Editor's note: This post was cross-posted on CreatorResource.com.
The royalty is the percentage amount a publisher pays to you based on sales of your book. I’m often asked, “What is a good royalty rate?” and the answer is it depends. Royalties can vary wildly. I have seen royalties as high as 80% to as low as 10%. Sometimes, the lower royalty can actually be a better deal. The reason: it all depends on how the royalty is calculated.
Typically, the royalty being paid will be subject to some sort of offset. Usually, this will be defined in the contract as Net Sales, Net Profits, or something similar. The offset is the expenses the publisher is allowed to recoup, and thereby deduct, out of your royalty rate from the amounts it has received. It often includes shipping, printing, and advertising costs. I have also seen it include personnel costs, insurance costs, storage costs, and so on. If an advance was received, any royalty payments will also be withheld until the advance has been paid back.
I have also seen royalties that are based on the cover price of the book being sold, and also just based on amounts received in connection with the work. No offsets, other than advances, are taken by the publisher.
It is incredibly important to know and understand what the royalty will be based on. Not all publishing agreements clearly spell out what can be offset against the royalty payment, namely, they won’t include a definition of Net Sales. They might list the royalty to be paid followed by a lengthy list of items they can recoup.
When I review publishing agreements, I try to limit the amounts being claimed as much as possible. In my opinion, if a publisher is offsetting the amount received, it should only apply to verifiable, third-party expenses incurred in connection with the work.
So, how does the math work out? I’ll do my best to illustrate. I’m going to try and use round numbers for ease. These figures will likely differ from what you might see.
METHOD 1: Let’s say you negotiate a 50% royalty off of Net Sales with a publisher. They define Net Sales as the amount they receive from sales of the book, but they can deduct shipping, advertising, and printing costs before calculating the royalty. We’ll assume a small print run of 1,000 copies at $0.80 a copy. Total cost of printing (and for the sake of ease we’ll include shipping): $800. Usually, Diamond Comic Distributors (“Diamond), the primary company who distributes comic books to comic book stores, pays 60% off cover price. Assuming the cover price is $3.99, that is $1.60 going to the publisher for each copy sold to Diamond. Let’s assume the entire print run sells out through Diamond. The publisher has received $1,600 for the book. Now, it can deduct printing, shipping, and advertising. We already stated the printing and shipping will be $800. For our example, the publisher did not spend any money advertising your book. In total, the publisher has received $800, and you will receive $400 from this run.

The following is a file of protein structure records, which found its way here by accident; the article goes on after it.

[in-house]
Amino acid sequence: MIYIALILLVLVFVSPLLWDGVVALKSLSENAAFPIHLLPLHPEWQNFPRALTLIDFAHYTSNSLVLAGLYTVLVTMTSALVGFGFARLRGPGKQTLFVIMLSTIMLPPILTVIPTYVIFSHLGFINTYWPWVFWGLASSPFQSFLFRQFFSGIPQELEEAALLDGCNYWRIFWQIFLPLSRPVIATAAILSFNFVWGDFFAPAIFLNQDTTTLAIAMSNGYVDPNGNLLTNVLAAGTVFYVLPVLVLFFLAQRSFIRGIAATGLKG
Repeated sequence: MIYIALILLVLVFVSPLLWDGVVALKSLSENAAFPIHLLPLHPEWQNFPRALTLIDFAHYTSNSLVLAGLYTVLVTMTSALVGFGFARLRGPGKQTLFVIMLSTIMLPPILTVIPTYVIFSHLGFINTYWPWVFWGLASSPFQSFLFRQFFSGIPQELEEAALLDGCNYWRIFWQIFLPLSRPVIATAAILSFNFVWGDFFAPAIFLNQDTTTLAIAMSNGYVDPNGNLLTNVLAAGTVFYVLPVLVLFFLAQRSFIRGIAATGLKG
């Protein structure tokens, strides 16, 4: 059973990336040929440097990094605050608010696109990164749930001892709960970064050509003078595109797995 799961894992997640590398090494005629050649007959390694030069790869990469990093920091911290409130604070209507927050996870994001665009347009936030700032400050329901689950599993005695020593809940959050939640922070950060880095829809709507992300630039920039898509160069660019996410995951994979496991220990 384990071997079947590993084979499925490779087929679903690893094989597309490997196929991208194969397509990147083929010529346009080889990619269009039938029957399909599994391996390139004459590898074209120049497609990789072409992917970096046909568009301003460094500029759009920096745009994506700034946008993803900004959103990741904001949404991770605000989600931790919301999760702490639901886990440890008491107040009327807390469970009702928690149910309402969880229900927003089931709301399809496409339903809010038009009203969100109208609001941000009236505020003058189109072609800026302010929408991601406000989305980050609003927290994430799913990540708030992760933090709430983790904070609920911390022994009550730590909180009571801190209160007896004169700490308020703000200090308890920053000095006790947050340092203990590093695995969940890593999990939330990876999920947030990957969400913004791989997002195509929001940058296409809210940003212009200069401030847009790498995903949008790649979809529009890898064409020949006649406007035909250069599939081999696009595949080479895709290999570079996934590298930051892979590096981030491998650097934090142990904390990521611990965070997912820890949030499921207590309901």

METHOD 2: Now, let’s assume the publisher pays you 50% of whatever they receive without deductions. Assuming 1,000 copies sold, they would receive $1,600 from Diamond. Your split would be $800.
METHOD 3: Finally, let’s say you negotiate a 15% royalty off of the retail price of the books sold. Again, assuming all 1,000 copies sold at $3.99 a book, you would receive $0.60 per book sold. In this scenario, you would make $600. The publisher does not deduct anything from this royalty amount.
Method 1 is probably the most common royalty rate I’ve seen for creator-owned publications. However, the deductions can vary greatly. It is entirely possible for the deductions to exceed what the publisher earns, and therefore creators might not receive a royalty rate under this method. Method 2 I’ve seen from newer publishers who are utilizing newer models to do hybrid creator-and-publisher owned books or buying the creator’s rights. Method 3 is more in line with traditional publishing.
As you can see, how the royalty rate is calculated can make a big difference. Publisher definitions of royalty rates and Net Sales can vary wildly. It is important to pay attention to how these terms are defined, what deductions can be taken, and understand how you will be paid.2020-01-29 Correction: An earlier version of this post contained an error stating Diamond pays 60% off cover price. It has been corrected to state Diamond pays 60% off of cover price.